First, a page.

During this same month (September), philosopher Miki Atsushi, who was imprisoned in the Toyotama Prison, died on the twenty-sixth due to scabies that covered his entire body. It was not until October 15 that the Peace Preservation Law was finally abolished, thanks to an article written by a foreign correspondent. As a result of the fact that a Yomiuri newspaper chief editor hid news of Miki’s prison death, Yomiuri employees called for an investigation into the wartime responsibility of owner Shoriki Matsutaro and demanded greater democracy within the company in a clash that came to be known as the "Yomiuri Dispute."
When the original Yokohama Incident verdict was handed down, Takaki Kenjiro, one of the defendants, expressed told the judge that the "ruling was difficult to accept." During the recent retrial court hearings, lawyers harshly criticized the Yokohama District Court: "The role that the judiciary should perform is to enforce the rule of law. Unfortunately, during the original trial, the Yokohama District Court disregarded its role as a judicial organization and became an aggressive assailant." The responsibility of the Yokohama District Court judges in issuing guilty verdicts for violation of the Peace Preservation Law even after Japan had accepted the Potsdam Declaration is heavy.
Torture: Criminals Judged the Victims
The second concept that is essential to understanding the Yokohama Incident is torture. Kawada Hisashi, the wife of Hisashi, who was arrested as part of the American Communist Party Member case suffered unimaginable interrogation.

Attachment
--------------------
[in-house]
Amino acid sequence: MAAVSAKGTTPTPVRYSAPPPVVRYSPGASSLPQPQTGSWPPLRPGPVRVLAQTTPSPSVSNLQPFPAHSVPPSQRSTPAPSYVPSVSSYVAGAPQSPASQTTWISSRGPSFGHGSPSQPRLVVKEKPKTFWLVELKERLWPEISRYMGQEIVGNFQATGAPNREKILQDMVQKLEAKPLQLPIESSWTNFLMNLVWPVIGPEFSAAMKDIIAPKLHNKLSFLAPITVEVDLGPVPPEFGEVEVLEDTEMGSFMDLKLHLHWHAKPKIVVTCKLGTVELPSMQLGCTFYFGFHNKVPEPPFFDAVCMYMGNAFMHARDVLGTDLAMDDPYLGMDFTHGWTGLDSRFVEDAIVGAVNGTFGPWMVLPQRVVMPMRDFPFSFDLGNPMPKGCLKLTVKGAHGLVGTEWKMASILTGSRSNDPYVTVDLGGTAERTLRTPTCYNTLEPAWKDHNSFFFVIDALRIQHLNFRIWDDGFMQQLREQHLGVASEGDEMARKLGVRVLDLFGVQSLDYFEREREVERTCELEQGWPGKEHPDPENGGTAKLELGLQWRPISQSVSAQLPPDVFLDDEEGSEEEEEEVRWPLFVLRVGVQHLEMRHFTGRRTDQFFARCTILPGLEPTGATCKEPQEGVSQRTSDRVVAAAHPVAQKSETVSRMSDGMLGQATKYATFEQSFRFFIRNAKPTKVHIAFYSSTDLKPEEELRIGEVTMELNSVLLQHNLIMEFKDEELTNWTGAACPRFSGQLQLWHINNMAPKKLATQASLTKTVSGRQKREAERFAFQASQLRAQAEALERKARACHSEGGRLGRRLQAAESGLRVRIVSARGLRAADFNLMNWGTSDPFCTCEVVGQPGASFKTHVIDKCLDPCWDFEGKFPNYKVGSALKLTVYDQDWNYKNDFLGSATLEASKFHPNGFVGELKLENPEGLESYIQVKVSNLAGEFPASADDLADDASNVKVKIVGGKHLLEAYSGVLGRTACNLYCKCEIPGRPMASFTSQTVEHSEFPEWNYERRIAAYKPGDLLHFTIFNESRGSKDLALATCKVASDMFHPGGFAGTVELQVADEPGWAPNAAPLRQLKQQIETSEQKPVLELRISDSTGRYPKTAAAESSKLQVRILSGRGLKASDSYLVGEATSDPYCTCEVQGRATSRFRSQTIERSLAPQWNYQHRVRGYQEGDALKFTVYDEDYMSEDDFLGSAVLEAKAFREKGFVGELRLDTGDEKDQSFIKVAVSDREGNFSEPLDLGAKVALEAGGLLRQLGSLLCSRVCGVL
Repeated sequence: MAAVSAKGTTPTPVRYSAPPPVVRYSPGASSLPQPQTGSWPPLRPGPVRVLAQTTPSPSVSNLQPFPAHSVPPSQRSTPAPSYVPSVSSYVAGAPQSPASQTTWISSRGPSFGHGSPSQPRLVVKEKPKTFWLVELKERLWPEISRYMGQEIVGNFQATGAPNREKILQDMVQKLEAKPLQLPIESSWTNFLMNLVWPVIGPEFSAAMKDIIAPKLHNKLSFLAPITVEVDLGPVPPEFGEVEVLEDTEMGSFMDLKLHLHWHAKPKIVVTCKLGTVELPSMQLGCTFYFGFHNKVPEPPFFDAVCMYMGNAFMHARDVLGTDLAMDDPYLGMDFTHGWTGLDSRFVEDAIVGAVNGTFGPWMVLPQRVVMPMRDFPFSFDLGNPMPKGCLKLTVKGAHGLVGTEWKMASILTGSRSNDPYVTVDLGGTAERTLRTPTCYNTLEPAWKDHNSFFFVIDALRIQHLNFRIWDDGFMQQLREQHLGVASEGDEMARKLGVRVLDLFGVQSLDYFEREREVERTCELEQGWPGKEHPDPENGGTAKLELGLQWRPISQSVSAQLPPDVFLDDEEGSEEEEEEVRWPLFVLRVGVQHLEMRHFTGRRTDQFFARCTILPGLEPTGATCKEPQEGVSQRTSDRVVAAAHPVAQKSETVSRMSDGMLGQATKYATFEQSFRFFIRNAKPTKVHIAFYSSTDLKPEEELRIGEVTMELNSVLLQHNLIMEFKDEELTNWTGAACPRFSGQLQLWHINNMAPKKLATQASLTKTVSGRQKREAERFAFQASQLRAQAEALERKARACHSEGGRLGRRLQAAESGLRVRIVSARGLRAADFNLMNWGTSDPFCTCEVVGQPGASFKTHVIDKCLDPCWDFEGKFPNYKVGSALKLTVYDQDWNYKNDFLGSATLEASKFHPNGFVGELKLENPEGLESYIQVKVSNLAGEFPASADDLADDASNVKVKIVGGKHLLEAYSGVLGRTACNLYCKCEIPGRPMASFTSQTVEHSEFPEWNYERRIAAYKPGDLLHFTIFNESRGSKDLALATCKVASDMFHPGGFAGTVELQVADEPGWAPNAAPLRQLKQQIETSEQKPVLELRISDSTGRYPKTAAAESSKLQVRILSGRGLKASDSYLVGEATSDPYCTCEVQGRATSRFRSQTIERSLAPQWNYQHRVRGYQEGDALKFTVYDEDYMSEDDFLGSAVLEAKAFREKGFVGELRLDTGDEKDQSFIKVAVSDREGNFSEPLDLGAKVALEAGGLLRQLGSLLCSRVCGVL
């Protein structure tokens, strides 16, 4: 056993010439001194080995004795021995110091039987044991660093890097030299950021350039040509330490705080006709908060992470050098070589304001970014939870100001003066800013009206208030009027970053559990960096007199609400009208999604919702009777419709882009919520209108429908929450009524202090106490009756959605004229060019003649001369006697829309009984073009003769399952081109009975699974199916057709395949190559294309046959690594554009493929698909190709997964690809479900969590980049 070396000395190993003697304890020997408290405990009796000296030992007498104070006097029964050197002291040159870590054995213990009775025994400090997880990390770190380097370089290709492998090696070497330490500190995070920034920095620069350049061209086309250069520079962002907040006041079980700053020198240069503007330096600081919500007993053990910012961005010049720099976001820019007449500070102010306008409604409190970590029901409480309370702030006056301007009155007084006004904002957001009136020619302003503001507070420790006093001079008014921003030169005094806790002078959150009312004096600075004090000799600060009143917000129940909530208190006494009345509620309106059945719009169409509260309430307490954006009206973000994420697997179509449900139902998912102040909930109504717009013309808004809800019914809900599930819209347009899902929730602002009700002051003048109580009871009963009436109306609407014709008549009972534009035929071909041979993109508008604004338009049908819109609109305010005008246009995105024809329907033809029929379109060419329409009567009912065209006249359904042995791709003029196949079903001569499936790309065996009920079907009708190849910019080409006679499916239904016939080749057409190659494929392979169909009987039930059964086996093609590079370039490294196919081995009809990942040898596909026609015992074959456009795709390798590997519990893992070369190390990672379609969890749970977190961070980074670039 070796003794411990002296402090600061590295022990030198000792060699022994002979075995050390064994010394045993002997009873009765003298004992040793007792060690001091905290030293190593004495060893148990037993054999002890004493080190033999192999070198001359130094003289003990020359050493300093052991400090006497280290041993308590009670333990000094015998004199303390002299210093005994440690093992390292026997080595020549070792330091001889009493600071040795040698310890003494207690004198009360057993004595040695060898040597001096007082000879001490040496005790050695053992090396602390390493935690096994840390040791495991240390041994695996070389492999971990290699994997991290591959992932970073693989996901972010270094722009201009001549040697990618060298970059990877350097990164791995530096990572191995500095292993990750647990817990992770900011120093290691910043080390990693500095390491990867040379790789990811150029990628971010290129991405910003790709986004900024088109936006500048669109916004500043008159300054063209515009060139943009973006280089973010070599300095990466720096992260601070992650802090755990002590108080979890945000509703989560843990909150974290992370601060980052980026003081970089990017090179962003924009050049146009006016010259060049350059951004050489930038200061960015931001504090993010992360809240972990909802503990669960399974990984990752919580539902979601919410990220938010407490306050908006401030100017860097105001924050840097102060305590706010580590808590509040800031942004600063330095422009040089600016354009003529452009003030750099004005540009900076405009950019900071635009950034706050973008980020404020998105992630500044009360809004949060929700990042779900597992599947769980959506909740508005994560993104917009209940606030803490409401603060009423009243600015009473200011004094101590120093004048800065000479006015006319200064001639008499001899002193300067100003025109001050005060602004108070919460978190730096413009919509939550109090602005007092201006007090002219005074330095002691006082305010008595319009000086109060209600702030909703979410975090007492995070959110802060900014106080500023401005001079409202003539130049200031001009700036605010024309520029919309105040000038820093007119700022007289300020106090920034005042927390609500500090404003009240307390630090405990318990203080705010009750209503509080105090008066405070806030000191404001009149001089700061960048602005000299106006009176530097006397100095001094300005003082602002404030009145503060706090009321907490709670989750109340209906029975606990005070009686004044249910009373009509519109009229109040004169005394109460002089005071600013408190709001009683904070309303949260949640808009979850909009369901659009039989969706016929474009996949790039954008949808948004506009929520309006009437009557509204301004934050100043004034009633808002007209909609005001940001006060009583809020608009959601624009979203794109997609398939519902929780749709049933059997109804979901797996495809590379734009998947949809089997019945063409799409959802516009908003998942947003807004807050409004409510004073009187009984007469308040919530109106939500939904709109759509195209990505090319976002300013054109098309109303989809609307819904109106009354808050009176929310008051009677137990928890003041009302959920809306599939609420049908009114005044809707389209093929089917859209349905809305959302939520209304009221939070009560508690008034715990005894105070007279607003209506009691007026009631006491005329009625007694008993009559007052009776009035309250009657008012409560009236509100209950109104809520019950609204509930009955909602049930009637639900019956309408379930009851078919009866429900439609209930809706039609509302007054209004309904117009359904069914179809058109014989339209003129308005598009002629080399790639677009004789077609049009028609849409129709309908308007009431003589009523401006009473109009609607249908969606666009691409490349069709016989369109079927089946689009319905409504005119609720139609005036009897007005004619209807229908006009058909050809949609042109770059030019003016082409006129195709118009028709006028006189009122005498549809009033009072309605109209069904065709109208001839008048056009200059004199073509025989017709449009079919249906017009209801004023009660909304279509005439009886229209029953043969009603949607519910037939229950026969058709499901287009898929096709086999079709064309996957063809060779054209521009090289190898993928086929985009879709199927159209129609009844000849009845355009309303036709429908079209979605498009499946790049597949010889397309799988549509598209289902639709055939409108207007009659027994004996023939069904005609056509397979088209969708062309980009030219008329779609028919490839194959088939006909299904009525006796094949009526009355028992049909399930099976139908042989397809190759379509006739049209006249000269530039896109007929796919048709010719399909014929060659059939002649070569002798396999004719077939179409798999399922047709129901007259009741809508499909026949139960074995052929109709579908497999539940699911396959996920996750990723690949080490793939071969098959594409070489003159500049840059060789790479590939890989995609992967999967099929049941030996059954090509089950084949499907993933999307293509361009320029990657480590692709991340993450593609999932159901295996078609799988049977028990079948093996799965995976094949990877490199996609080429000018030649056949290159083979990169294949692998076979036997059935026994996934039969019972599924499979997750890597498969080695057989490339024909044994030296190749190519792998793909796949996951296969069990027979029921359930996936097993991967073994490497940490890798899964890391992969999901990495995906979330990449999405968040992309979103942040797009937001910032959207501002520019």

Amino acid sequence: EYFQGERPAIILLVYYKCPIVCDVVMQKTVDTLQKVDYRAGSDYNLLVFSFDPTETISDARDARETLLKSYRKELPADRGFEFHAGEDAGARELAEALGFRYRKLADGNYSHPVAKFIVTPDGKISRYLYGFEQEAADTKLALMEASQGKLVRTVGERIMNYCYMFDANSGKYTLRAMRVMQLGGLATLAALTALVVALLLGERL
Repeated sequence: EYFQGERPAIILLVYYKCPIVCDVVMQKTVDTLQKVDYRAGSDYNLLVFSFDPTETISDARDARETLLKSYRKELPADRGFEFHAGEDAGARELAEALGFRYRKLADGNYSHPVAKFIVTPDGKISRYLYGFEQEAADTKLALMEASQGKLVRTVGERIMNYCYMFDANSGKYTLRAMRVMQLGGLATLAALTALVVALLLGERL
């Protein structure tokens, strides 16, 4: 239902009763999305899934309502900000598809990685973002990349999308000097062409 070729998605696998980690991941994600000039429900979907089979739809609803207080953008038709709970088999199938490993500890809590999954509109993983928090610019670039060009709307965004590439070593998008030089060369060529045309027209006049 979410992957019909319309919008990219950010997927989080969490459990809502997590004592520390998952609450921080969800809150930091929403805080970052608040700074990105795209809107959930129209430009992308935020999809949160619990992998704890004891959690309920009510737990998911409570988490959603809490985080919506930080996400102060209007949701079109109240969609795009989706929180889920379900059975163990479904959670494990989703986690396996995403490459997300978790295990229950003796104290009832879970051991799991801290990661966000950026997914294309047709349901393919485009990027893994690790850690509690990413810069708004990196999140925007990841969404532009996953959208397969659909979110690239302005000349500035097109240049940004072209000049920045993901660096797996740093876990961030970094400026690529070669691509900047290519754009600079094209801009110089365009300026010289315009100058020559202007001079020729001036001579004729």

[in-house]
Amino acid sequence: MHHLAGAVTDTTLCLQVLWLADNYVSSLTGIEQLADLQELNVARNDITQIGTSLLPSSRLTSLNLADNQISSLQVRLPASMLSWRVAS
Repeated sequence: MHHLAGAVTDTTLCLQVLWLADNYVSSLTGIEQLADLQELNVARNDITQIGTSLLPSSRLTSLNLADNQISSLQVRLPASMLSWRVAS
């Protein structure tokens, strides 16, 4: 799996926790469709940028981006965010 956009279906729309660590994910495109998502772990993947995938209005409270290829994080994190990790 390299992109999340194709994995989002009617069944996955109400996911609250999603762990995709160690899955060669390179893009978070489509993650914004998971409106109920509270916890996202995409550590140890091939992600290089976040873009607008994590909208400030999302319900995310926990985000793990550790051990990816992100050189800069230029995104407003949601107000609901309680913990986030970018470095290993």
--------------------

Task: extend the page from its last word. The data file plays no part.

"For two months after my arrest, Police Section Chief Matsushita oversaw my case. Interrogations took place at night and for many hours at a time. Naked from my waist down, they gagged me and forced me to kneel on the floor. They often kicked me in the thighs, knees, and head, which caused terrible internal bleeding. They whipped me so that long thin scars covered my entire body. On top of all that, they would poke me with tongs and the end of an umbrella. Such brutal torture continued to the point that I could no longer walk. Also, they did all they could to insult me by forcing me to show my private parts, sticking a rod inside."
Special Higher Police prosecutors repeatedly threatened suspects by asking them, "Do you know why Kobayashi Takiji was killed?"  None of the suspects thought the taunt was a mere threat.
In fact, for some, it was not. Of the thirty-three suspects that were prosecuted, four (Takahashi Yoshiyo, Asaishi Haruyo, Wada Kitaro, and Tanaka Masao) died in custody and two (Aikawa Hiroshi and Nishio Tadashiro) passed away shortly after being released on bail.
In their closing statement at the retrial hearing, a defense lawyer made the following declaration: "The cases against these defendants, as well as all of the defendants of the Yokohama Incident, were based on fallacies, illusions, and forgeries. All of the defendants are innocent, and all of them are victims of the fabrications of the Yokohama Incident. The confessions were a product of the torture administered by the Special Higher Police."
As highlighted by the conviction of Matsushita and two other policemen in 1949 for their acts of torture, the interrogation methods used during the Yokohama Incident were a violation of the law at the time, and they provide further grounds for the case to be retried. Their conviction for torture highlights the fact that during the Yokohama Incident "criminals judged the victims."
Suppression of Thought and Speech